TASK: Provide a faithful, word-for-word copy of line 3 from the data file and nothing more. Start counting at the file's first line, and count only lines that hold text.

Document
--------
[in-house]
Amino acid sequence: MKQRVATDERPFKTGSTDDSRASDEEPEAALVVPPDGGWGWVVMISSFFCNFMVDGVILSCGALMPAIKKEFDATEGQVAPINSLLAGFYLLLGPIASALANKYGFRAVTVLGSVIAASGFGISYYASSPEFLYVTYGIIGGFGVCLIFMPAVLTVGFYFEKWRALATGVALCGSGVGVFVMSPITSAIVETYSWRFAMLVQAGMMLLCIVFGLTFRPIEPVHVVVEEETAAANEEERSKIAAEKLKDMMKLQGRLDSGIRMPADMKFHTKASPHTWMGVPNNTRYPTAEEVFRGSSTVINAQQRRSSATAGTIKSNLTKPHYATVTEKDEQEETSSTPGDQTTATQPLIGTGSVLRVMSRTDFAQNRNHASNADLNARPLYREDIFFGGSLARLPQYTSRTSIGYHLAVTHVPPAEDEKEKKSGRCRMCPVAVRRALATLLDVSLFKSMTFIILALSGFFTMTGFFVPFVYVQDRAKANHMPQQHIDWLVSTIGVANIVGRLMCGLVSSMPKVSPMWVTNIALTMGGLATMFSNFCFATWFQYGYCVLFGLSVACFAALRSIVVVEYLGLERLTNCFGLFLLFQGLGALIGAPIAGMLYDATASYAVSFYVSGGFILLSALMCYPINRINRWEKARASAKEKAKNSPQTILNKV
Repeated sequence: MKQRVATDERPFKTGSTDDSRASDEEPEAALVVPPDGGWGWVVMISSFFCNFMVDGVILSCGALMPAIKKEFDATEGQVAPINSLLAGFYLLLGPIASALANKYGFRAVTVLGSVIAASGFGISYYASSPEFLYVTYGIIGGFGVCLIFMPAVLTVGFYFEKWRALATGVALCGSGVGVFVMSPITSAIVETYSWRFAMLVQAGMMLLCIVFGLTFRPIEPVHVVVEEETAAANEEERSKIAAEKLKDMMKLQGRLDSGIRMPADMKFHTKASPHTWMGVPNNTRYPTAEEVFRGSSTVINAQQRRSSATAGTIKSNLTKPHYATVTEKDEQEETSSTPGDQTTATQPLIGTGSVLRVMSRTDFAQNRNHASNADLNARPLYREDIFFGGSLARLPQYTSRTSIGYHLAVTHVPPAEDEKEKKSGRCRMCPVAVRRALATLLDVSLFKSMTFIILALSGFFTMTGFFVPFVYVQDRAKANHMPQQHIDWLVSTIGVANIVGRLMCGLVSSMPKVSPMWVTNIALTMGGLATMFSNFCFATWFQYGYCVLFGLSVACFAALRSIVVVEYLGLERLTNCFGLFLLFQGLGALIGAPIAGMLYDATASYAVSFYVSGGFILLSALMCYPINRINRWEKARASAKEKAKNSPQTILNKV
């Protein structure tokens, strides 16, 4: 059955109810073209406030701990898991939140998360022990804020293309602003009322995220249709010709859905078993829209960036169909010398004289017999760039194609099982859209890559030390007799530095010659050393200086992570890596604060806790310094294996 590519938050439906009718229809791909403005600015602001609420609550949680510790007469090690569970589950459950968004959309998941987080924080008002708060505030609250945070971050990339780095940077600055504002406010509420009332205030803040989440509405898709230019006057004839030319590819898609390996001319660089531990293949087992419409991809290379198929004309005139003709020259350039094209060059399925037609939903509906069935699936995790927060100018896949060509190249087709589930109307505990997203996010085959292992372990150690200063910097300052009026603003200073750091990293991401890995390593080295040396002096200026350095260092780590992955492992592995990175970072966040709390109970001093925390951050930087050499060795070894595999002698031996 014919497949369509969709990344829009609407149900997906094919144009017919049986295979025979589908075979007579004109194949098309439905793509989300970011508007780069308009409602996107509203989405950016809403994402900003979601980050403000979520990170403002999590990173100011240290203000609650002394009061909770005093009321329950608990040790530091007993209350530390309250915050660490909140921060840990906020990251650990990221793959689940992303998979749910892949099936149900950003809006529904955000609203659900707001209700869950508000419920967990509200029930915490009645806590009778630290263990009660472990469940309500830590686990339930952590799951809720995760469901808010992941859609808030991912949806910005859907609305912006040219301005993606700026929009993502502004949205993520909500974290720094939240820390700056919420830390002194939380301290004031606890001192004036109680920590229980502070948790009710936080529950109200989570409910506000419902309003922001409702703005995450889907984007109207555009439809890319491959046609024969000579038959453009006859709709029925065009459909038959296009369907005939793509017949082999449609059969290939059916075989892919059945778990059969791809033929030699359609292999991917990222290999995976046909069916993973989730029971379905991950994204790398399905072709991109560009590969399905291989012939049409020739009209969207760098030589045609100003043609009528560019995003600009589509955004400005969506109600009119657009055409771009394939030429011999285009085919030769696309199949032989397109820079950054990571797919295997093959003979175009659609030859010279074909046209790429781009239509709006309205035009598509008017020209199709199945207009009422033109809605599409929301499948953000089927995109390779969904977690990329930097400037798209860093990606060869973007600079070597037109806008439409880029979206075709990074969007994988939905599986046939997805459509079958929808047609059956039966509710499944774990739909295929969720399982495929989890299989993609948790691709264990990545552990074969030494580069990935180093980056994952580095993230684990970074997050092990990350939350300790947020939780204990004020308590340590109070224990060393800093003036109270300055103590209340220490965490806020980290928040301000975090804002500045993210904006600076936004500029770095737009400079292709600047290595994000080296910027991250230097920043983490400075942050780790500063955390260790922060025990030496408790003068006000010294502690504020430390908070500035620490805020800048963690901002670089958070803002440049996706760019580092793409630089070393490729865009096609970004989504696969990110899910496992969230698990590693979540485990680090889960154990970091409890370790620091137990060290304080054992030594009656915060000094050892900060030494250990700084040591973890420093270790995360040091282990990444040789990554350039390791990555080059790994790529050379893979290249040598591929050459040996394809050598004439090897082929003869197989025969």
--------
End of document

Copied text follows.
Repeated sequence: MKQRVATDERPFKTGSTDDSRASDEEPEAALVVPPDGGWGWVVMISSFFCNFMVDGVILSCGALMPAIKKEFDATEGQVAPINSLLAGFYLLLGPIASALANKYGFRAVTVLGSVIAASGFGISYYASSPEFLYVTYGIIGGFGVCLIFMPAVLTVGFYFEKWRALATGVALCGSGVGVFVMSPITSAIVETYSWRFAMLVQAGMMLLCIVFGLTFRPIEPVHVVVEEETAAANEEERSKIAAEKLKDMMKLQGRLDSGIRMPADMKFHTKASPHTWMGVPNNTRYPTAEEVFRGSSTVINAQQRRSSATAGTIKSNLTKPHYATVTEKDEQEETSSTPGDQTTATQPLIGTGSVLRVMSRTDFAQNRNHASNADLNARPLYREDIFFGGSLARLPQYTSRTSIGYHLAVTHVPPAEDEKEKKSGRCRMCPVAVRRALATLLDVSLFKSMTFIILALSGFFTMTGFFVPFVYVQDRAKANHMPQQHIDWLVSTIGVANIVGRLMCGLVSSMPKVSPMWVTNIALTMGGLATMFSNFCFATWFQYGYCVLFGLSVACFAALRSIVVVEYLGLERLTNCFGLFLLFQGLGALIGAPIAGMLYDATASYAVSFYVSGGFILLSALMCYPINRINRWEKARASAKEKAKNSPQTILNKV